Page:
1. GERMANY AND THE ARMY
THE STALWART men of the Prussian army, the Lancers, the Dragoons, the Hussars, the clank of their sabres on the pavements, their brilliant uniforms, all made an impression upon my romantic mind, and I listened eagerly, in the quiet evenings, to tales of Hanover under King George, to stories of battles lost, and the entry of the Prussians into the old Residenzstadt; the flight of the King, and the sorrow and chagrin which prevailed.
For I was living in the family of General Weste, the former stadt-commandant of Hanover, who had served fifty years in the army and had accompanied King George on his exit from the city. He was a gallant veteran, with the rank General-Lieutenant, ausser Dienst. A charming and dignified man, accepting philosophically the fact that Hanover had become Prussian, but loyal in his heart to his King and to old Hanover; pretending great wrath when, on the King's birthday, he found yellow and white sand strewn before his door, but unable to conceal the joyful gleam in his eye when he spoke of it.
The house-keeping was simple, but stately and precise, as befitted the rank of this officer. The General was addressed by the servants as Excellenz and his wife as Frau Excellenz. A charming unmarried daughter lived at home, making, with myself, a family of four.
Life was spent quietly, and every evening, after our coffee (served in the living-room in winter, and in the garden in summer), Frau Generalin would amuse me with descriptions of life in her old home, and of how girls were brought up in her day; how industry was esteemed by her mother the greatest virtue, and idleness was punished as the most beguiling sin. She was never allowed, she said, to read, even on Sunday, without her knitting-work in her hands; and she would often sigh, and say to me, in German (for dear Frau Generalin spoke no other tongue), ‘‘“Ach, Martha, you, American girls are so differently brought up”’’; and I would say, ‘‘“But, Frau Generalin, which way do you think is the better?”’’ She would then look puzzled, shrug her shoulders, and often say, ‘‘“Ach! times are different I suppose, but my ideas can never change.”’’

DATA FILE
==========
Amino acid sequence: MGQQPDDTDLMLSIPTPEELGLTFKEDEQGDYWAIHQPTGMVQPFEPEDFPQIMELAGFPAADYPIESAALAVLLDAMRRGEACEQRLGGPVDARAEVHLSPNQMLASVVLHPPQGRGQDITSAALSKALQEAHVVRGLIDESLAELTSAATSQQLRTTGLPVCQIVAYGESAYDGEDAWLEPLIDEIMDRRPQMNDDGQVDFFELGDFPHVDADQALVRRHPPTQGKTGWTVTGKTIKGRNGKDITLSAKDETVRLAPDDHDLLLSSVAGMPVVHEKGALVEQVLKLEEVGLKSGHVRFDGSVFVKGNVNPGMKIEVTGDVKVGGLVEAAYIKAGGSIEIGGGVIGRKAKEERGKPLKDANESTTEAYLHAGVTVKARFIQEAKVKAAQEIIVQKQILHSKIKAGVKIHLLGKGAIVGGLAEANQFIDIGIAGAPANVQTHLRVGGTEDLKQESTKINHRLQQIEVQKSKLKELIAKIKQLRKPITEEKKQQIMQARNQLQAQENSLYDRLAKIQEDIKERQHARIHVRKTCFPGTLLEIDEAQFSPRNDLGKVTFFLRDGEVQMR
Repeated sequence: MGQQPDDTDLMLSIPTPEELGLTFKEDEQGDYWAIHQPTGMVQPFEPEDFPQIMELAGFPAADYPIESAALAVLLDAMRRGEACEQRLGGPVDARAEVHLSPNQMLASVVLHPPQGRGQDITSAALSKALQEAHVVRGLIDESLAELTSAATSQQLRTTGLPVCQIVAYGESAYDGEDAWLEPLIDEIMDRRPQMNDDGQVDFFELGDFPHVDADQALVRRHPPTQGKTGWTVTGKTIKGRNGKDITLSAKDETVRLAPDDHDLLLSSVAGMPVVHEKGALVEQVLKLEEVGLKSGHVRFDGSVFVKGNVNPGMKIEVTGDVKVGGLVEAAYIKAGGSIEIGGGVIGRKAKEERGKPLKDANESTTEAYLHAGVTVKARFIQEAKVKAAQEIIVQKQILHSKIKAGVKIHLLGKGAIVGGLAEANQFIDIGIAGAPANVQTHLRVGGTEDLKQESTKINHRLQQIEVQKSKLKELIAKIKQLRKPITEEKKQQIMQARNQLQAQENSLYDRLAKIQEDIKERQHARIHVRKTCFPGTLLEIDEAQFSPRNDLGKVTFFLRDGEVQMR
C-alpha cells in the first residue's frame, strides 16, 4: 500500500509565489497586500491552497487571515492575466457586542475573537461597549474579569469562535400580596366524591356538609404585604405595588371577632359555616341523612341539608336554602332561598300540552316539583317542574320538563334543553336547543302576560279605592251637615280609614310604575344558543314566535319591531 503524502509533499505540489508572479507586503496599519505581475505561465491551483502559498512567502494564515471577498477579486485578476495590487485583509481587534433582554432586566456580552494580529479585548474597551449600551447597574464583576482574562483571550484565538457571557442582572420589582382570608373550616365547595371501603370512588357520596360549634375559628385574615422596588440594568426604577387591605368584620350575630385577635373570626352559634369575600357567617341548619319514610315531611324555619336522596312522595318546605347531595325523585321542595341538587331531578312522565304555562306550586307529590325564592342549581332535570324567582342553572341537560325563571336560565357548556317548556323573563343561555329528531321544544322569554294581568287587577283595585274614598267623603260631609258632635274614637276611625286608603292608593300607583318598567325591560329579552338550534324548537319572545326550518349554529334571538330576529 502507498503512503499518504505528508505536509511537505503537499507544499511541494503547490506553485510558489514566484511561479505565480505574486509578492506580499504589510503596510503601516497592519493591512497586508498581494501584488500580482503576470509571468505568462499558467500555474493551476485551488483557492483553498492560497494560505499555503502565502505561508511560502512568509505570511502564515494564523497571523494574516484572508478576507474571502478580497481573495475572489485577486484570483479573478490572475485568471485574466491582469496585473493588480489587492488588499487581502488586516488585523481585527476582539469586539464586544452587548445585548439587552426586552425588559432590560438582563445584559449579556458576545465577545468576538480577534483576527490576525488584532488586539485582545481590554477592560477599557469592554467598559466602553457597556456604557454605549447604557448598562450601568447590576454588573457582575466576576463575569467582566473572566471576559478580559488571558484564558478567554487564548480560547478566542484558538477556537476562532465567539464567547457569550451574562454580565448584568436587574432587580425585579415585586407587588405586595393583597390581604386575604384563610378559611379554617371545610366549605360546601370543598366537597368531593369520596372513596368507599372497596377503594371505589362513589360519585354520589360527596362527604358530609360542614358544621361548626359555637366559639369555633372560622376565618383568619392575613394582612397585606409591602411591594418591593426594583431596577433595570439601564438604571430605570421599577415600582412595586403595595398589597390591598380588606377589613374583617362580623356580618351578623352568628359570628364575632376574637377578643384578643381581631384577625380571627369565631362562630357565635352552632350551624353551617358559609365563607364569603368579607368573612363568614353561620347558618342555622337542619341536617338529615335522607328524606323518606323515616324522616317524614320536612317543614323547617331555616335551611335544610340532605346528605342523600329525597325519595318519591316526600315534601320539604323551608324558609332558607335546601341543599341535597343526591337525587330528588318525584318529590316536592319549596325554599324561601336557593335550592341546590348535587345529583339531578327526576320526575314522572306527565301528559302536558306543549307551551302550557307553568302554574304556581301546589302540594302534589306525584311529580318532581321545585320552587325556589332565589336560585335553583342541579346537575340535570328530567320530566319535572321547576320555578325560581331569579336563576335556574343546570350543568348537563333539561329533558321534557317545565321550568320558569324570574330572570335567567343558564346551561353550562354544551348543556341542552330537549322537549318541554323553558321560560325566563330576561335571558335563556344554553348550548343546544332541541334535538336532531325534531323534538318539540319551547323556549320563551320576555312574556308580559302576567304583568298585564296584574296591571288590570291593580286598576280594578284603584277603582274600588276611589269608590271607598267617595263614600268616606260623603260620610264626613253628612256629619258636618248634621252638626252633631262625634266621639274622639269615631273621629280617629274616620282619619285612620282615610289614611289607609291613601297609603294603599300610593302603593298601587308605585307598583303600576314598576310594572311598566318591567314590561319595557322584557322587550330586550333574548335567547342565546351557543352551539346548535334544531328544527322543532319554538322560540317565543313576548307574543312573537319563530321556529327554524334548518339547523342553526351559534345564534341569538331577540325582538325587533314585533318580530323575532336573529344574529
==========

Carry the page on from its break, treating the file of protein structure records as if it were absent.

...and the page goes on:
Thus I came to know military life in Germany, and I fell in love with the army, with its brilliancy and its glitter, with its struggles and its romance, with its sharp contrasts, its deprivations, and its chivalry.
I came to know, as their guest, the best of old military society. They were very old-fashioned and precise, and Frau Generalin often told me that American girls were too ausgelassen in their manners. She often reproved me for seating myself upon the sofa (which was only for old people) and also for looking about too much when walking on the streets. Young girls must keep their eyes more cast down, looking up only occasionally. (I thought this dreadfully prim, as I was keen to see everything.) I was expected to stop and drop a little courtesy on meeting an older woman, and then to inquire after the health of each member of the family. It seemed to take a lot of time, but all the other girls did it, and there seemed to be no hurry about anything, ever, in that elegant old Residenz-stadt. Surely a contrast to our bustling American towns.